Exploring new sectors: Global real estate

Sectors are an important ingredient in a properly diversified portfolio, and one sector that has the potential to offer significant diversification and income potential is global real estate.

While residential housing prices may be showing signs of slipping in Australia, we believe global real estate can play a number of meaningful roles in an Australian investor’s portfolio. Real estate can provide a source of potential income, capital appreciation and diversification to a domestic-focused portfolio. The key for real estate investment is to be both selective and cost-efficient when seeking exposures and, importantly, to look beyond Australia.

ETFs can provide a broad exposure to a range of global real estate assets while also bringing the benefits of being cost efficient and transparent. For example, the SPDR Dow Jones Real Estate Fund (DJRE) seeks to provide investment returns, before fees and other costs that closely correspond to and track the performance of the Dow Jones Global Select Real Estate Securities Index. This index measures the performance of publicly traded real estate investment trusts (REITs) and real estate operating companies traded globally.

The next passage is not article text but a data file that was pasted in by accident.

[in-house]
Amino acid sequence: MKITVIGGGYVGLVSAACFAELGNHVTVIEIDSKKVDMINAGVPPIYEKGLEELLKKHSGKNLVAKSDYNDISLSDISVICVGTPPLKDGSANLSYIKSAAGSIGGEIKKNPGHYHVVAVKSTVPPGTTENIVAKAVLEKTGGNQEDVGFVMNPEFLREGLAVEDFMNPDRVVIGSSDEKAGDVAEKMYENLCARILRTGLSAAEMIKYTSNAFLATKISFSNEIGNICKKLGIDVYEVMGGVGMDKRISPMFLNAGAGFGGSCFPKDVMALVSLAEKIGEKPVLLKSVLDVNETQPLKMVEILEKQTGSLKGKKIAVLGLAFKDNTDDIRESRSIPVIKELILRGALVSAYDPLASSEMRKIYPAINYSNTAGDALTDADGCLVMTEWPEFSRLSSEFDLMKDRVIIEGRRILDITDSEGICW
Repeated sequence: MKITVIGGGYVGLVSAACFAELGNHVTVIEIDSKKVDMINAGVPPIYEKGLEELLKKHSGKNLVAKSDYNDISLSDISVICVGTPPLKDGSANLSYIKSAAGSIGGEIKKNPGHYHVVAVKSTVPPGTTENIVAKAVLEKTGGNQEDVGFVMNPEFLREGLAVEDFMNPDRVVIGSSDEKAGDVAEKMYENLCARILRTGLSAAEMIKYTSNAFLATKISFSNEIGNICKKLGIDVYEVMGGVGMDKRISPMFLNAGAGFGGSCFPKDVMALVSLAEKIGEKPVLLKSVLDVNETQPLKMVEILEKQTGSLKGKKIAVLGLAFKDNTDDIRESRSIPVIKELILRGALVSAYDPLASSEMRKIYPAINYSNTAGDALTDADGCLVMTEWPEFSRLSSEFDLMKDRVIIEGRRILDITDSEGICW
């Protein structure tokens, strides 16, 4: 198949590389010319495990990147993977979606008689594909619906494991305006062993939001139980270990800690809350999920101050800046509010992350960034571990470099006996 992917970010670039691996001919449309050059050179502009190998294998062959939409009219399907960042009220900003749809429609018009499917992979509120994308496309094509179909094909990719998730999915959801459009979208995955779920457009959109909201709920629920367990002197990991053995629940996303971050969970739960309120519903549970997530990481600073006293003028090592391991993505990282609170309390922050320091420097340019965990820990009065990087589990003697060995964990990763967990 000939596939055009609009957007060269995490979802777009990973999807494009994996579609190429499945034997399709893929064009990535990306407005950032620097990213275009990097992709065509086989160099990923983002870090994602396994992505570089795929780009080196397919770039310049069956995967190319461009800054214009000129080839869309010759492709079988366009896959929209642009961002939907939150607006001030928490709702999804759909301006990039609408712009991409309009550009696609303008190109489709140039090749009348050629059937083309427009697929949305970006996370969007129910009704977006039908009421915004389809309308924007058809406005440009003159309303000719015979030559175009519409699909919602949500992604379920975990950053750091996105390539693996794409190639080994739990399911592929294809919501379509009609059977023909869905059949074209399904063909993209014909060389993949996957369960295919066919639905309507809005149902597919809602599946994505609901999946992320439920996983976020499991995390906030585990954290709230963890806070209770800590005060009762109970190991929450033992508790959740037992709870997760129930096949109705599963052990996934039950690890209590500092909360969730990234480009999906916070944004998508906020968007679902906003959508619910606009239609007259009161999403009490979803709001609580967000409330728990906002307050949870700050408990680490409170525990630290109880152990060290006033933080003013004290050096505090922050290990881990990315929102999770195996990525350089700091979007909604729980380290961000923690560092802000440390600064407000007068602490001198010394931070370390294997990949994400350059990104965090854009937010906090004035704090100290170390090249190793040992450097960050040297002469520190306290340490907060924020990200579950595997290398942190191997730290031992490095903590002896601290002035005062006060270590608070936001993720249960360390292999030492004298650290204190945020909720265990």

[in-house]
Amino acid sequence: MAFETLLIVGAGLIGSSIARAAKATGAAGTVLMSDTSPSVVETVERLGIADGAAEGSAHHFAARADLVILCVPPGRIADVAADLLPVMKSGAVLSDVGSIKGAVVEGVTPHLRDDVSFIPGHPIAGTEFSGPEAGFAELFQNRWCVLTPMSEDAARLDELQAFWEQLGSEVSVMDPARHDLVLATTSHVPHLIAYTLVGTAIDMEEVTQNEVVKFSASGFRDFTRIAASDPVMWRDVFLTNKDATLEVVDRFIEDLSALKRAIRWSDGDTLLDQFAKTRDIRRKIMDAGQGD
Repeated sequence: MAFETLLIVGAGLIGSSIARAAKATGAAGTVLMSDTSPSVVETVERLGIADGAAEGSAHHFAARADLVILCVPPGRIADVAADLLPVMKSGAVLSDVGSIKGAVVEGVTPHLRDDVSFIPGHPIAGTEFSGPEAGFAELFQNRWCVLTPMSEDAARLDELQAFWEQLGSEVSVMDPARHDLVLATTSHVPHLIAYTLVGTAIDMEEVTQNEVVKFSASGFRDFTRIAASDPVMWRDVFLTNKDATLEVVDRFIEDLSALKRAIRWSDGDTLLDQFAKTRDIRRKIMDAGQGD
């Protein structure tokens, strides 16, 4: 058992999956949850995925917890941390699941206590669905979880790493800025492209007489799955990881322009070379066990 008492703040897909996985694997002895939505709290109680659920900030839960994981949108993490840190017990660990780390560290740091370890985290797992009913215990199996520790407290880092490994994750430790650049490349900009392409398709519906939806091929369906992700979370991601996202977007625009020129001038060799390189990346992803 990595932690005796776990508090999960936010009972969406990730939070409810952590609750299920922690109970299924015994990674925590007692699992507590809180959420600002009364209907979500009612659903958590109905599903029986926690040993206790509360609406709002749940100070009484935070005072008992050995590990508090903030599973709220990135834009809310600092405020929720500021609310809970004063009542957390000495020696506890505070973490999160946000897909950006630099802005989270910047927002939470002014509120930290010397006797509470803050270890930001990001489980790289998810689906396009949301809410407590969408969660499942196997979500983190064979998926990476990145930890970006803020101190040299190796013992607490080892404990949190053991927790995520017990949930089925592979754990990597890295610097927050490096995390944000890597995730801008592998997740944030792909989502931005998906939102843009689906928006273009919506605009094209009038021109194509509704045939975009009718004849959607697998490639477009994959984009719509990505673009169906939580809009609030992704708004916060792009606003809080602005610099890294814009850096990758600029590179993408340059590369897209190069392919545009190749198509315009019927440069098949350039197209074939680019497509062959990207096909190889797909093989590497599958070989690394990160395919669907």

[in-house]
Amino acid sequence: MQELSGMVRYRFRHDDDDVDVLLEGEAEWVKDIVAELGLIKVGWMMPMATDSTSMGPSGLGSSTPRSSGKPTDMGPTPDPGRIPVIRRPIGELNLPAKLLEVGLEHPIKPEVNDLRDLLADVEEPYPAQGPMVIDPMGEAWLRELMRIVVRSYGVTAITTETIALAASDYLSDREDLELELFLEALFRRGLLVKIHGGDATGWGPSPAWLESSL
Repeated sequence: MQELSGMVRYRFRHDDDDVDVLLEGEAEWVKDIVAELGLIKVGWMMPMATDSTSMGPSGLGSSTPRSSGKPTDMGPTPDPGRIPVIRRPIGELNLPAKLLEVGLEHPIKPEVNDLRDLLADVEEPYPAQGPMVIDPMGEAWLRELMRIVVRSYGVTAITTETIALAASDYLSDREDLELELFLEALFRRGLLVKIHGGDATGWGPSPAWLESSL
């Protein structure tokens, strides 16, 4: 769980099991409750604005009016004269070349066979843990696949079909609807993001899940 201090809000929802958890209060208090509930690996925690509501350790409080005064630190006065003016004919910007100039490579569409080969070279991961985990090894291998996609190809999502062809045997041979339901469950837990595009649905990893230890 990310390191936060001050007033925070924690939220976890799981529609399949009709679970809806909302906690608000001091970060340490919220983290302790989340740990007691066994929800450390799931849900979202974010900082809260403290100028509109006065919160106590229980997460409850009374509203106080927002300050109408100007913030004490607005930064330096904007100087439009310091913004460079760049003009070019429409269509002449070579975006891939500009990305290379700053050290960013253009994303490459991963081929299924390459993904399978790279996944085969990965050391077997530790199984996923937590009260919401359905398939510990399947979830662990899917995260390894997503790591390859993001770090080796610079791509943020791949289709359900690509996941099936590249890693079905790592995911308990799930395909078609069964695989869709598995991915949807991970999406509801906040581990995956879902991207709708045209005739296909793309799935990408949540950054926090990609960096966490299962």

Importantly, the transparent nature of ETFs gives investors the ability to know exactly what assets they are investing in. This is especially vital for weighing up investment risks and to ensure investments will increase portfolio diversification, not concentration risk. Through navigating to an ETF issuer’s website, investors can see how each fund is constructed and understand exactly what they are holding.

Building diversified portfolios with ETFs

When it comes to portfolio diversification, investors can start by having a conversation with their adviser.

To diversify offshore and across sectors, one investment tool that investors can discuss with their advisers are ETFs, which can provide a clear array of benefits. First and foremost, the unique structure of an ETF can enable investors to gain diversified international exposure through just one trade, all with the simplicity and transparency of making an investment through an exchange.

The transparent nature of ETFs allows investors to use ETFs to create entire portfolios or complement existing investments and portfolios. Importantly, ETFs provide investors with the freedom to adjust asset allocation, increase or decrease exposure and rebalance portfolios quickly and easily.

With ongoing market volatility it is important for investors to continue to revisit their portfolios and look for opportunities to diversify. We know that diversification helps to reduce portfolio risk, provide access to new companies and sectors and reduce overall concentration risk. Through ETFs, investors stand to reap these benefits all without need to select individual stocks or trade shares in unfamiliar markets.

Meaghan Victor, head of State Street Global Advisors’ ETF division, SPDR Australia

Decoding diversification with ETFs
Meaghan Victor